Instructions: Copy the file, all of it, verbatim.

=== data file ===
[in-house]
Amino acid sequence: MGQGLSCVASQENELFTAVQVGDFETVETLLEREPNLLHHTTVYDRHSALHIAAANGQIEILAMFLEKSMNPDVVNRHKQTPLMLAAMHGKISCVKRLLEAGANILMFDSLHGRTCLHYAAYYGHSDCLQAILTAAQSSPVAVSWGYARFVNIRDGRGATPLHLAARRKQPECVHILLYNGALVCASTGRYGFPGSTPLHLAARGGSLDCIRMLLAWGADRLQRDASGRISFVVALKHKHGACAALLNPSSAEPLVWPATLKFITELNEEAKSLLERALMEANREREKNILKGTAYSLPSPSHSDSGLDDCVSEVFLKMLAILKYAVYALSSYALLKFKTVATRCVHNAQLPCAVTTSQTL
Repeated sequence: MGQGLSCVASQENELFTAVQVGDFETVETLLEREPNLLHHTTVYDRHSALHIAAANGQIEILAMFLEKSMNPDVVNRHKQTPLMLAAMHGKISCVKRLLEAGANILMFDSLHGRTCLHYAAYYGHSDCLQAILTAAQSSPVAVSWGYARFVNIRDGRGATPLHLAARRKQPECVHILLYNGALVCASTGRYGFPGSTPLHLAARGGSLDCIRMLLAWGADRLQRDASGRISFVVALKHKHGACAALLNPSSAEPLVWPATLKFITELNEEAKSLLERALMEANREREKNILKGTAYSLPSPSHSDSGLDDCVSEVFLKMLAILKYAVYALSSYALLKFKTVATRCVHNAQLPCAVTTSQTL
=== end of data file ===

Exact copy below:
[in-house]
Amino acid sequence: MGQGLSCVASQENELFTAVQVGDFETVETLLEREPNLLHHTTVYDRHSALHIAAANGQIEILAMFLEKSMNPDVVNRHKQTPLMLAAMHGKISCVKRLLEAGANILMFDSLHGRTCLHYAAYYGHSDCLQAILTAAQSSPVAVSWGYARFVNIRDGRGATPLHLAARRKQPECVHILLYNGALVCASTGRYGFPGSTPLHLAARGGSLDCIRMLLAWGADRLQRDASGRISFVVALKHKHGACAALLNPSSAEPLVWPATLKFITELNEEAKSLLERALMEANREREKNILKGTAYSLPSPSHSDSGLDDCVSEVFLKMLAILKYAVYALSSYALLKFKTVATRCVHNAQLPCAVTTSQTL
Repeated sequence: MGQGLSCVASQENELFTAVQVGDFETVETLLEREPNLLHHTTVYDRHSALHIAAANGQIEILAMFLEKSMNPDVVNRHKQTPLMLAAMHGKISCVKRLLEAGANILMFDSLHGRTCLHYAAYYGHSDCLQAILTAAQSSPVAVSWGYARFVNIRDGRGATPLHLAARRKQPECVHILLYNGALVCASTGRYGFPGSTPLHLAARGGSLDCIRMLLAWGADRLQRDASGRISFVVALKHKHGACAALLNPSSAEPLVWPATLKFITELNEEAKSLLERALMEANREREKNILKGTAYSLPSPSHSDSGLDDCVSEVFLKMLAILKYAVYALSSYALLKFKTVATRCVHNAQLPCAVTTSQTL